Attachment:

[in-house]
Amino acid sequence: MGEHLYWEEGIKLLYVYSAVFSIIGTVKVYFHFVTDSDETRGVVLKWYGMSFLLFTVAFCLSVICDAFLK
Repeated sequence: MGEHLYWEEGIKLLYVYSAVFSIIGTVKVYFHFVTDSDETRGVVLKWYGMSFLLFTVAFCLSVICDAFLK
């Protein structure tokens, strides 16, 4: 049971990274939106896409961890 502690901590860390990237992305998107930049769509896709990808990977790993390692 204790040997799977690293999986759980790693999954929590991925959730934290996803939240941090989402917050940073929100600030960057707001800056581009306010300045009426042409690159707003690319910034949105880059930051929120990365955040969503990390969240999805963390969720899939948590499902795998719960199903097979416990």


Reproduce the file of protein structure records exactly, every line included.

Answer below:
[in-house]
Amino acid sequence: MGEHLYWEEGIKLLYVYSAVFSIIGTVKVYFHFVTDSDETRGVVLKWYGMSFLLFTVAFCLSVICDAFLK
Repeated sequence: MGEHLYWEEGIKLLYVYSAVFSIIGTVKVYFHFVTDSDETRGVVLKWYGMSFLLFTVAFCLSVICDAFLK
């Protein structure tokens, strides 16, 4: 049971990274939106896409961890 502690901590860390990237992305998107930049769509896709990808990977790993390692 204790040997799977690293999986759980790693999954929590991925959730934290996803939240941090989402917050940073929100600030960057707001800056581009306010300045009426042409690159707003690319910034949105880059930051929120990365955040969503990390969240999805963390969720899939948590499902795998719960199903097979416990």